process of using written probes and interviews. Within the general
area of 'forces' five themes were explored both pre- and post-intervention.
These were: the effects of forces, gravity, friction and air resistance,
reaction forces and multiple forces. Unlike previous studies which
were limited to the primary age range, this work extends to Key
Stage 3 (lower secondary), allowing a broader perspective to be
taken on the development of ideas. The final chapter draw conclusions
from the work and makes recommendations.
It is made clear that this is not a study of the effect of precisely
targeted interventions on learning. Nevertheless the interventions
employed by teachers were intended to have an effect on children's
thinking about forces and motion. Everyday life provides children,
from an early age, with a wealth of experience of the behaviour
of moving objects and the factors which affect it. Primary pedagogy,
which tends to place great importance on the provision of direct
physical experience in learning, can provide opportunities for
that experience to be systematically explored and investigated.
The interventions which are documented here tend to suggest that
teachers chose to work largely at this level. Intervention is
described as 'a phase in which teachers help children transform
and develop their understanding' (p.35). Teachers ,offered children
experiences which gave them an opportunity to reflect on their
ideas, test them out, discuss them and amend, reject or retain
them' (p. 10). The problem, in learning about forces, is that
the scientific explanatory ideas used to account for observations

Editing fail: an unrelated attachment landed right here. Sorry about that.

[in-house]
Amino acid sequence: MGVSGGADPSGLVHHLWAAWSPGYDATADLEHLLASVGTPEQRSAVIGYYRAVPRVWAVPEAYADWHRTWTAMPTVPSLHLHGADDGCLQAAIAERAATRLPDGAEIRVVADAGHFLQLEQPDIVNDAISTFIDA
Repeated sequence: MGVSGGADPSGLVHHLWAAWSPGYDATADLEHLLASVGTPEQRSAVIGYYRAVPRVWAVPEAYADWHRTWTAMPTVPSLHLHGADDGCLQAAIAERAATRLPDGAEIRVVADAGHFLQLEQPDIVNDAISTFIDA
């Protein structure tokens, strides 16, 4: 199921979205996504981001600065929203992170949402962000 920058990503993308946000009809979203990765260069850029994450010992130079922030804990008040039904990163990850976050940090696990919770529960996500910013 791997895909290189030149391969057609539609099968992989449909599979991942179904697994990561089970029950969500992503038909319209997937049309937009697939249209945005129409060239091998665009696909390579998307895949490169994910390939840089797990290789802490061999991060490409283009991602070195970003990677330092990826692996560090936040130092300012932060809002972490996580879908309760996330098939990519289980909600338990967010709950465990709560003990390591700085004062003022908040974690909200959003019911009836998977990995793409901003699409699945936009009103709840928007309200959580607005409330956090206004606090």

made are abstract and frequently appear counter to common sense.
Providing children with experiences of phenomena and events, focusing
their attention on salient features, and asking questions in the
hope that they will develop a scientific understanding is, therefore,
not sufficient. However much they explore and develop their own
ideas, argue the evidence for them and write and draw about them,
and however valuable this may be in terms of developing associated
skills, without the introduction of new ideas children's thinking
is confined by the ideas they already have, either individually
or as a group. A view of science teaching as a process of enculturation
into a different way of thinking about the world necessitates
the use of classroom strategies which allow new ideas to be introduced,
explained, explored and used. Although it is stated that teachers
ensured that different sources of knowledge were made accessible'
(p.39) little mention is made of teachers themselves 'offering'
children ideas as well as experiences. Some interventions did
include the use of, for example, secondary sources such as video,
or bridging analogies and there is one reference to the direct
introduction, during a class discussion, of the idea of mass as
distinct from weight. However, the effectiveness of such strategies
cannot be assessed from the data provided. Interestingly, despite
the fact that this work extended into Key Stage 3, few interventions
at years 7-9 are reported. It might be expected that more teacher
explanation and exposition would be encountered here and contrasts
in the styles of teaching of similar concepts at different Key
Stages could be highlighted and analysed. Surprisingly, in view
of the apparent recognition that verbal interactions play a significant
role in the construction of new ideas, very little teacher-pupil
dialogue is reported and no pupil-pupil discussion.
In the final chapter some useful general ideas about the development
of children's understanding and the implications for long-term
curriculum sequencing are outlined. The work of Karmiloff-Srnith
(1992) and Lee and Karmiloff-Smith (1996) is drawn on in the report
both to Justify the use of teaching strategies which allow children
to represent their ideas in different ways, and to discuss the
use of symbols to represent and communicate ideas. Primary teachers
are often concerned about whether and when to introduce formal
symbols such as arrow notation, and vocabulary such as 'force'
or ,gravity'. The fact that children are exposed to both the words
and the symbols in everyday life adds to the problem. A common
source of confusion for children, which is not mentioned, is that
arrows are often used to indicate the direction of movement of
an object, rather than the direction of a force. Some of the problems
and benefits of using arrow symbols to represent forces are explored.